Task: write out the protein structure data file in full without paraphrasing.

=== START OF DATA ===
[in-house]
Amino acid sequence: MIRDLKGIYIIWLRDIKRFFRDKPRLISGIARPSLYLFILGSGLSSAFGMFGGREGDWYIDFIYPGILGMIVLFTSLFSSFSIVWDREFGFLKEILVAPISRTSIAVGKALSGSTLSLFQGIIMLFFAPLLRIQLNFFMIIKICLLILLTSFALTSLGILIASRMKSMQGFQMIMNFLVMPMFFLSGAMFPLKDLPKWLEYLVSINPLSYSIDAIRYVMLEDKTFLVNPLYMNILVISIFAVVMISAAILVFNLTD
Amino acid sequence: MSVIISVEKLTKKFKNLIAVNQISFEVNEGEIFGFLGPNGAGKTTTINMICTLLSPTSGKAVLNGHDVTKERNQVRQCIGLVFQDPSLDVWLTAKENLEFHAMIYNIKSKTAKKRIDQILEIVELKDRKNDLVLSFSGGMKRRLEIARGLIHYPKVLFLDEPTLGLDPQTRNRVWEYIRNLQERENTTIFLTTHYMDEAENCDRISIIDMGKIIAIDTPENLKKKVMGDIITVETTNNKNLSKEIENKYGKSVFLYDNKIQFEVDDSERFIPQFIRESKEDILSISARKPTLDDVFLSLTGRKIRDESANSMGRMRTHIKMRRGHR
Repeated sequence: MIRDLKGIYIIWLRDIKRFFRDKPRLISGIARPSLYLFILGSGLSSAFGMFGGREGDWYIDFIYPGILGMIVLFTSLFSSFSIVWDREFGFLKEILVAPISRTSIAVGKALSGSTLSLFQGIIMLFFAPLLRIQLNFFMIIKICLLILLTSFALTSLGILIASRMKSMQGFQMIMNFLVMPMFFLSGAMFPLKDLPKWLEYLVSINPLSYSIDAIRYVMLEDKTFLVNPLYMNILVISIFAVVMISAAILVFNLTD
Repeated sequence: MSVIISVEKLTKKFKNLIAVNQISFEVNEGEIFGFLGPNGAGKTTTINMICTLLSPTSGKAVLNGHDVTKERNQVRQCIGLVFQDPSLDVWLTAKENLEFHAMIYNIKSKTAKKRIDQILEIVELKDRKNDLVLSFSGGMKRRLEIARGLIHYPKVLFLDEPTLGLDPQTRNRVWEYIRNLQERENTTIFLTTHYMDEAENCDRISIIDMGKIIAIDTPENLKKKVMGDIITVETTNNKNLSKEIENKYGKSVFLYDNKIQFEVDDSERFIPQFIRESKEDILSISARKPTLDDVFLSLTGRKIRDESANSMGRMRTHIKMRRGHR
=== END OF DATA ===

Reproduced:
[in-house]
Amino acid sequence: MIRDLKGIYIIWLRDIKRFFRDKPRLISGIARPSLYLFILGSGLSSAFGMFGGREGDWYIDFIYPGILGMIVLFTSLFSSFSIVWDREFGFLKEILVAPISRTSIAVGKALSGSTLSLFQGIIMLFFAPLLRIQLNFFMIIKICLLILLTSFALTSLGILIASRMKSMQGFQMIMNFLVMPMFFLSGAMFPLKDLPKWLEYLVSINPLSYSIDAIRYVMLEDKTFLVNPLYMNILVISIFAVVMISAAILVFNLTD
Amino acid sequence: MSVIISVEKLTKKFKNLIAVNQISFEVNEGEIFGFLGPNGAGKTTTINMICTLLSPTSGKAVLNGHDVTKERNQVRQCIGLVFQDPSLDVWLTAKENLEFHAMIYNIKSKTAKKRIDQILEIVELKDRKNDLVLSFSGGMKRRLEIARGLIHYPKVLFLDEPTLGLDPQTRNRVWEYIRNLQERENTTIFLTTHYMDEAENCDRISIIDMGKIIAIDTPENLKKKVMGDIITVETTNNKNLSKEIENKYGKSVFLYDNKIQFEVDDSERFIPQFIRESKEDILSISARKPTLDDVFLSLTGRKIRDESANSMGRMRTHIKMRRGHR
Repeated sequence: MIRDLKGIYIIWLRDIKRFFRDKPRLISGIARPSLYLFILGSGLSSAFGMFGGREGDWYIDFIYPGILGMIVLFTSLFSSFSIVWDREFGFLKEILVAPISRTSIAVGKALSGSTLSLFQGIIMLFFAPLLRIQLNFFMIIKICLLILLTSFALTSLGILIASRMKSMQGFQMIMNFLVMPMFFLSGAMFPLKDLPKWLEYLVSINPLSYSIDAIRYVMLEDKTFLVNPLYMNILVISIFAVVMISAAILVFNLTD
Repeated sequence: MSVIISVEKLTKKFKNLIAVNQISFEVNEGEIFGFLGPNGAGKTTTINMICTLLSPTSGKAVLNGHDVTKERNQVRQCIGLVFQDPSLDVWLTAKENLEFHAMIYNIKSKTAKKRIDQILEIVELKDRKNDLVLSFSGGMKRRLEIARGLIHYPKVLFLDEPTLGLDPQTRNRVWEYIRNLQERENTTIFLTTHYMDEAENCDRISIIDMGKIIAIDTPENLKKKVMGDIITVETTNNKNLSKEIENKYGKSVFLYDNKIQFEVDDSERFIPQFIRESKEDILSISARKPTLDDVFLSLTGRKIRDESANSMGRMRTHIKMRRGHR